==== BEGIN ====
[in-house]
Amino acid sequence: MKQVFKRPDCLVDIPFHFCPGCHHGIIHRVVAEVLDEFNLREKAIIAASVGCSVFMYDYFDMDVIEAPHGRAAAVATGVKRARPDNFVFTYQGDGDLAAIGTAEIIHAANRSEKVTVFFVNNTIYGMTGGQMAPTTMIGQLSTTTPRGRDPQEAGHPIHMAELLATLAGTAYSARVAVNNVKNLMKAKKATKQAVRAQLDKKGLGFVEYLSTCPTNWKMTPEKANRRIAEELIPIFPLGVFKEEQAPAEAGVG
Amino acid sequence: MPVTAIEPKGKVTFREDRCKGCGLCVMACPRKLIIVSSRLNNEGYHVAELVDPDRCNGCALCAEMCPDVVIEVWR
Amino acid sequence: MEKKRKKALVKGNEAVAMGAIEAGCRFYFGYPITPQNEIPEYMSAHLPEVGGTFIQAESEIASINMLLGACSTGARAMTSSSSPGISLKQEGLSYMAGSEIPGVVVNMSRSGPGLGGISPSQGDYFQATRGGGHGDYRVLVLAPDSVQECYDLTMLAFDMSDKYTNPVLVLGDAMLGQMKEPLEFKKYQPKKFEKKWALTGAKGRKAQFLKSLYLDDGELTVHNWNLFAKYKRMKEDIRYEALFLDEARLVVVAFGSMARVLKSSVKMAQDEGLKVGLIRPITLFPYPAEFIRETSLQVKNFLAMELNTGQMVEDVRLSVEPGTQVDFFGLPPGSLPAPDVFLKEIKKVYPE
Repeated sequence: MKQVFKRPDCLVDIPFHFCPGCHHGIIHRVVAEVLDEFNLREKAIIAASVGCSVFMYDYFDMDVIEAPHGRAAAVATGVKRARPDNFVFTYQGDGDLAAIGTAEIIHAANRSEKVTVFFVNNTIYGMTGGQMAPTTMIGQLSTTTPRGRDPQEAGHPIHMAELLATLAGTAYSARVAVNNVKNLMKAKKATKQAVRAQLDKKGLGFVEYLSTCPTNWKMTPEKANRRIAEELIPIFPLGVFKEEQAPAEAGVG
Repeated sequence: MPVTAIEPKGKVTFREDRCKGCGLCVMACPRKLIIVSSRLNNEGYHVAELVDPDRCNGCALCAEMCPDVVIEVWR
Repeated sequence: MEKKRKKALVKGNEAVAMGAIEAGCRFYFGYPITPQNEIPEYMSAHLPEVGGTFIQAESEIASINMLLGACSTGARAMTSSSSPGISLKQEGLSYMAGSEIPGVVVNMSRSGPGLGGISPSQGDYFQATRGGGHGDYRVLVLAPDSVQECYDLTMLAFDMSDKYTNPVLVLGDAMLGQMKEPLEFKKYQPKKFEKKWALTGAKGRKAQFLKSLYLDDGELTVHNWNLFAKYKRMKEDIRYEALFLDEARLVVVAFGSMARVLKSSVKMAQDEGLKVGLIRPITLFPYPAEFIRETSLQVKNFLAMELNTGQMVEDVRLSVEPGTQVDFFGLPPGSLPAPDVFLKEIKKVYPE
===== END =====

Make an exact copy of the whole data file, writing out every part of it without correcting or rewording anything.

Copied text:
[in-house]
Amino acid sequence: MKQVFKRPDCLVDIPFHFCPGCHHGIIHRVVAEVLDEFNLREKAIIAASVGCSVFMYDYFDMDVIEAPHGRAAAVATGVKRARPDNFVFTYQGDGDLAAIGTAEIIHAANRSEKVTVFFVNNTIYGMTGGQMAPTTMIGQLSTTTPRGRDPQEAGHPIHMAELLATLAGTAYSARVAVNNVKNLMKAKKATKQAVRAQLDKKGLGFVEYLSTCPTNWKMTPEKANRRIAEELIPIFPLGVFKEEQAPAEAGVG
Amino acid sequence: MPVTAIEPKGKVTFREDRCKGCGLCVMACPRKLIIVSSRLNNEGYHVAELVDPDRCNGCALCAEMCPDVVIEVWR
Amino acid sequence: MEKKRKKALVKGNEAVAMGAIEAGCRFYFGYPITPQNEIPEYMSAHLPEVGGTFIQAESEIASINMLLGACSTGARAMTSSSSPGISLKQEGLSYMAGSEIPGVVVNMSRSGPGLGGISPSQGDYFQATRGGGHGDYRVLVLAPDSVQECYDLTMLAFDMSDKYTNPVLVLGDAMLGQMKEPLEFKKYQPKKFEKKWALTGAKGRKAQFLKSLYLDDGELTVHNWNLFAKYKRMKEDIRYEALFLDEARLVVVAFGSMARVLKSSVKMAQDEGLKVGLIRPITLFPYPAEFIRETSLQVKNFLAMELNTGQMVEDVRLSVEPGTQVDFFGLPPGSLPAPDVFLKEIKKVYPE
Repeated sequence: MKQVFKRPDCLVDIPFHFCPGCHHGIIHRVVAEVLDEFNLREKAIIAASVGCSVFMYDYFDMDVIEAPHGRAAAVATGVKRARPDNFVFTYQGDGDLAAIGTAEIIHAANRSEKVTVFFVNNTIYGMTGGQMAPTTMIGQLSTTTPRGRDPQEAGHPIHMAELLATLAGTAYSARVAVNNVKNLMKAKKATKQAVRAQLDKKGLGFVEYLSTCPTNWKMTPEKANRRIAEELIPIFPLGVFKEEQAPAEAGVG
Repeated sequence: MPVTAIEPKGKVTFREDRCKGCGLCVMACPRKLIIVSSRLNNEGYHVAELVDPDRCNGCALCAEMCPDVVIEVWR
Repeated sequence: MEKKRKKALVKGNEAVAMGAIEAGCRFYFGYPITPQNEIPEYMSAHLPEVGGTFIQAESEIASINMLLGACSTGARAMTSSSSPGISLKQEGLSYMAGSEIPGVVVNMSRSGPGLGGISPSQGDYFQATRGGGHGDYRVLVLAPDSVQECYDLTMLAFDMSDKYTNPVLVLGDAMLGQMKEPLEFKKYQPKKFEKKWALTGAKGRKAQFLKSLYLDDGELTVHNWNLFAKYKRMKEDIRYEALFLDEARLVVVAFGSMARVLKSSVKMAQDEGLKVGLIRPITLFPYPAEFIRETSLQVKNFLAMELNTGQMVEDVRLSVEPGTQVDFFGLPPGSLPAPDVFLKEIKKVYPE